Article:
Looking back to FIG. 2, the intelligent PMM API 112 next shows an intelligent button object 20. The intelligent button object 20 provides a mechanism for implementing a button on a graphical user interface that appears under different operating environments. The intelligent button object 20 is generally extended to create other PMM-specific classes as needed to support additional buttons. One purpose of the intelligent button object 20 is to route the user's click to the correct handler method in a child, or extended, class, also called a subclass. The correct handler method knows how to react when clicked in the current operating environment.
Without the intelligent button object 20, a PMM developer could be faced with some unattractive choices. First, the PMM developer could write repetitive code to accomplish the proper routing of functionality. This includes code to receive the button clicks, code to determine the current operating environment, and code to decide what to do next based upon the current operating environment type. Alternatively, the PMM developer could simply rewrite all the code in a completely portable language such as Java. Even then, the developer likely still faces situations where different code has to be run based upon the operating environment type. Thus, both options can be tedious.
The intelligent button object 20, known as a PMMButton object in one embodiment, takes care of listening for and receiving its own “click” events. The PMMButton object also knows how to determine the current operating environment type. Once determined, the PMMButton object then knows what method to call to insure that the correct behavior occurs.
In the disclosed embodiment, a PmmButtonBar class is provided as a convenient way of creating rows of PmmButtons. The PmmButtonBar class is a class that the PMM developer can add PmmButton objects to. To create a new button for a button bar, the PMM developer extends the PMMButton object 20 for additional button support to the user interface and writes separate handlers for each environment. This includes properly handling buttons which are not supported in a given operating environment. For example, a “MIB browser” button may only be supported under the Windows-based PEP. For a web-based PEP, then, the PMM developer simply specifies a size (height, width) of <0,0> in the PEP-specific initialization code for the “MIB browser” button. When a web browser is running, the “MIB browser” button does not appear on the GUI.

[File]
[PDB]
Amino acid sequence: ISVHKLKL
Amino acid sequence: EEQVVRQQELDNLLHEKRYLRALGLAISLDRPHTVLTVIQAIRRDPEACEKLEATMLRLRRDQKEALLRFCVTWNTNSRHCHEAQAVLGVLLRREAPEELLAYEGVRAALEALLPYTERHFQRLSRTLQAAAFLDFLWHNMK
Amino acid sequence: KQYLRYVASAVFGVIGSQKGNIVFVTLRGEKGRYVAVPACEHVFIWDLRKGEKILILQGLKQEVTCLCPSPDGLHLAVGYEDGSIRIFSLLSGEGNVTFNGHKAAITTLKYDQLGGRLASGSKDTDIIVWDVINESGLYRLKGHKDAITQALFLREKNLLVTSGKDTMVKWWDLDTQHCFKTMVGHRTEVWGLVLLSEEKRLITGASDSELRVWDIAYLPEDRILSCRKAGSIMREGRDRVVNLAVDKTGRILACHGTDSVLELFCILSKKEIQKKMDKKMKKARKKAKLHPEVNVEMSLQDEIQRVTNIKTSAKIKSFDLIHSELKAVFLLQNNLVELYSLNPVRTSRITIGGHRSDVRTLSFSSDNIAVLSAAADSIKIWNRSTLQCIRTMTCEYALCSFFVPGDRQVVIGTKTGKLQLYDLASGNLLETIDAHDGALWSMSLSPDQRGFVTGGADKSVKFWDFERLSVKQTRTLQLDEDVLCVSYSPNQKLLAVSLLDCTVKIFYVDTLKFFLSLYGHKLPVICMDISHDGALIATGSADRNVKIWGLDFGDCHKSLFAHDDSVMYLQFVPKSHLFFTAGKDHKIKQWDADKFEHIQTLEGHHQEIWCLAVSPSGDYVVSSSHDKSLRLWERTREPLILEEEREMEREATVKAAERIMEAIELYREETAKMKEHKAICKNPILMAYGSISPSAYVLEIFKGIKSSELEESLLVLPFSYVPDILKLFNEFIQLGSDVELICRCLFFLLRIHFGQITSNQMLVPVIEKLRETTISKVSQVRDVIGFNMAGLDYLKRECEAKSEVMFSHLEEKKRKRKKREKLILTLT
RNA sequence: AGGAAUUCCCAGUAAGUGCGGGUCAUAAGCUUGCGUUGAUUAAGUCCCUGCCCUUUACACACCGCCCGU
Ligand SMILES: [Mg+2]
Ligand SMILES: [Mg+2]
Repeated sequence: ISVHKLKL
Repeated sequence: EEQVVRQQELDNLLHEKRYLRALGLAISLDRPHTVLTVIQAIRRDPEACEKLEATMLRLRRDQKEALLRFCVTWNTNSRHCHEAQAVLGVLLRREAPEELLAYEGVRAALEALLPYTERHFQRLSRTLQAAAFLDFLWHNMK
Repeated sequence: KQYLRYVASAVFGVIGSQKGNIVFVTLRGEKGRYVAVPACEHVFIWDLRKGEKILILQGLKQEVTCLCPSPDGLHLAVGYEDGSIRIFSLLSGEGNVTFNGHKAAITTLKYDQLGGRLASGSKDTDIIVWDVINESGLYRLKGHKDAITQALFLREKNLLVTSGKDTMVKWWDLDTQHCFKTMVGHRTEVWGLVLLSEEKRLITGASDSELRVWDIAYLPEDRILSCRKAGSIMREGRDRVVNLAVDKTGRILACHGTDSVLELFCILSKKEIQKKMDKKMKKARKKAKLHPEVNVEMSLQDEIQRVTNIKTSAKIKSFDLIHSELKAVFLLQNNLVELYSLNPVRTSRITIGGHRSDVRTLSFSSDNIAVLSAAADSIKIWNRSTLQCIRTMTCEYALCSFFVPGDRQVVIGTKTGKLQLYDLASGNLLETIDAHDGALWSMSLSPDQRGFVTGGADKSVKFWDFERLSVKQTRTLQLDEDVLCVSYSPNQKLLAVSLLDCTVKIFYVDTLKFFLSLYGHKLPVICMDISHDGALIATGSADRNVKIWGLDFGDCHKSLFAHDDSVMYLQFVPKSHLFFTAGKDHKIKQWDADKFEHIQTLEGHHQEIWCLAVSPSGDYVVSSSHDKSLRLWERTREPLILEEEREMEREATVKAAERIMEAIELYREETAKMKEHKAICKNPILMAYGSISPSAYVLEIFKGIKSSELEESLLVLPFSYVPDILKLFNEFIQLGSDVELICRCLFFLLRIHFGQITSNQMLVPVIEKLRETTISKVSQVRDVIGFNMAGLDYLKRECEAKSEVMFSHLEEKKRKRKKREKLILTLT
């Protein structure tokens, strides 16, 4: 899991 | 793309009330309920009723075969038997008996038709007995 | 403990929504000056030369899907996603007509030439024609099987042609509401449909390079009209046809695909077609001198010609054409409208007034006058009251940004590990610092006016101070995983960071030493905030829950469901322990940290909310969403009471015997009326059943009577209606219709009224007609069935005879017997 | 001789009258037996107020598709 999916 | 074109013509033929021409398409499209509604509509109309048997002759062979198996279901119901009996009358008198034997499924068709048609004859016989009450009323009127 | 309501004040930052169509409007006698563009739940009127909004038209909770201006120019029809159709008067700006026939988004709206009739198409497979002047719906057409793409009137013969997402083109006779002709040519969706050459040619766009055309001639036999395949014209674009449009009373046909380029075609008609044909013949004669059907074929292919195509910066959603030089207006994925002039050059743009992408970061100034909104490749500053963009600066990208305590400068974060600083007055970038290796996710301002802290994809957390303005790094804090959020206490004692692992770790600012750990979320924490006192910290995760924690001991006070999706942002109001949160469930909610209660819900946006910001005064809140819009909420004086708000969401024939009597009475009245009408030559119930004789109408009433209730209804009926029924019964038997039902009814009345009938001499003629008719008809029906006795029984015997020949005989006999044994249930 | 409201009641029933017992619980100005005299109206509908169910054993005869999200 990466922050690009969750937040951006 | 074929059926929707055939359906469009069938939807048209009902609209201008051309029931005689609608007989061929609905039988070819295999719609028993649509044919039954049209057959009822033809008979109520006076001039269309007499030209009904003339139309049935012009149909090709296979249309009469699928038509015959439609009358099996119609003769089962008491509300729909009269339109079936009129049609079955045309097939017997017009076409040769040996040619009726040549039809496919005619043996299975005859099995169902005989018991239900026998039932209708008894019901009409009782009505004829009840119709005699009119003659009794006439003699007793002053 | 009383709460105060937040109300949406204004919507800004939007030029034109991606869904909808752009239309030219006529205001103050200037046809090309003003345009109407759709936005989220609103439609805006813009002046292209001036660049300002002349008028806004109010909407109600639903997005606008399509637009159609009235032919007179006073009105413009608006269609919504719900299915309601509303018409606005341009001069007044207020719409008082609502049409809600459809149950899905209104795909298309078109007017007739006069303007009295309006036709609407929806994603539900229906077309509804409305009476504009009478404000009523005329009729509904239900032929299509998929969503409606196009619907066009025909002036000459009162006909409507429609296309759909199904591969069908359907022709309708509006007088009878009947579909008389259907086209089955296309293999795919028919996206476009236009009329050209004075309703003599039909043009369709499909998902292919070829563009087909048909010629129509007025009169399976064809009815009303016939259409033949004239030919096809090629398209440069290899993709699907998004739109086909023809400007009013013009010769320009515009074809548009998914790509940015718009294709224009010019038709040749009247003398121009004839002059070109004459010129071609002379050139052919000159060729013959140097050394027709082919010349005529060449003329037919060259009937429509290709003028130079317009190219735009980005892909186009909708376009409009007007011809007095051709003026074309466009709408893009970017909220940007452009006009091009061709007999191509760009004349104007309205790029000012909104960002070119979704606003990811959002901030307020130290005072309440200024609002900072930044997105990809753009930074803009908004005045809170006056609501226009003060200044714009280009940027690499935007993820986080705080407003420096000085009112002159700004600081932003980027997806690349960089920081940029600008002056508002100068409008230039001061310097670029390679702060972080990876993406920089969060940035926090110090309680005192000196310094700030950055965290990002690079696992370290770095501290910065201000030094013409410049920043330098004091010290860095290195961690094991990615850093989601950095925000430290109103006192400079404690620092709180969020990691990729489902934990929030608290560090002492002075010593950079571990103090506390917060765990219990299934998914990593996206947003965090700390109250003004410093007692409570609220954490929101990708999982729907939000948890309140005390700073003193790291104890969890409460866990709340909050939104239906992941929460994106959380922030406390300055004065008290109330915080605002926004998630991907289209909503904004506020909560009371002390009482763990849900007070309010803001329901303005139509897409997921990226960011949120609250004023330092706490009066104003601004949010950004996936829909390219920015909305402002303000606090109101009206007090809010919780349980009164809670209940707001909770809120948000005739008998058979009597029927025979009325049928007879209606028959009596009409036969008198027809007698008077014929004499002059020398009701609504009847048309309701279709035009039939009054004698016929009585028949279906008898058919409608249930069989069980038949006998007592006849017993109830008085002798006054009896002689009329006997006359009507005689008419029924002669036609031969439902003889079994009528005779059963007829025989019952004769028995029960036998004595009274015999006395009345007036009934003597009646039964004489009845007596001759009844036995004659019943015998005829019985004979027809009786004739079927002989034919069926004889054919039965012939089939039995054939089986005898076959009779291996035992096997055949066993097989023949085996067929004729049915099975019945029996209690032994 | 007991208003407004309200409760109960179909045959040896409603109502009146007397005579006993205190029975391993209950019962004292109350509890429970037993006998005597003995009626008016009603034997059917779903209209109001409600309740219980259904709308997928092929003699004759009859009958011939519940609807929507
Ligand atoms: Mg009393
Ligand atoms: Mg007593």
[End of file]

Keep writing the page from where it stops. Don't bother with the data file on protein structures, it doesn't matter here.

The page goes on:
FIG. 10 shows a PMMButton class 312 according to one embodiment. The PMMButton class 312 is an extension of a Button class 310. The Button class 310 is a member of the library of GUI classes known as the Abstract Windows Toolkit, or AWT, that is supplied for Java programming. By extending the Button class 310, the PMMButton class 312 inherits all the features of its parent. Thus, a PMMButton class object can have capability, specific to PMMs, that Button objects lack.
In FIG. 10, the PMMButton class 312 includes several methods. First, a DetectMouseClick( ) method 314 takes care of listening for and receiving a “click” event from the user interface. The PMMButton class 312 also can determine the environment, or PEP, in which a button click occurred, shown as a DetectEnvironment( ) method 316. In one embodiment, the DetectEnvironment( ) method 316 uses a PmmInstanceInfo object to determine the operating environment, just as done by the SNMP session object 10. Once the environment is known, the PMMButton class 312 provides one of two methods, corresponding to the determined operating environments: a PerformJNIAction( ) method 320 for a Windows-based environment or a PerformWebAction( ) method 322 for a web-based environment. When a button is clicked in an environment, the corresponding method is called. It should be understood that the PmmButton class 312 can provide additional methods to support additional operating environments. Thus, FIG. 10 shows a PerformZAction( ) method 323 to support environment “Z.” Finally, the PMMButton class 312 includes two attributes, name or label 324 and size 326 (e.g., the height and width of the button). The size 326 attribute was inherited from the Button class 170.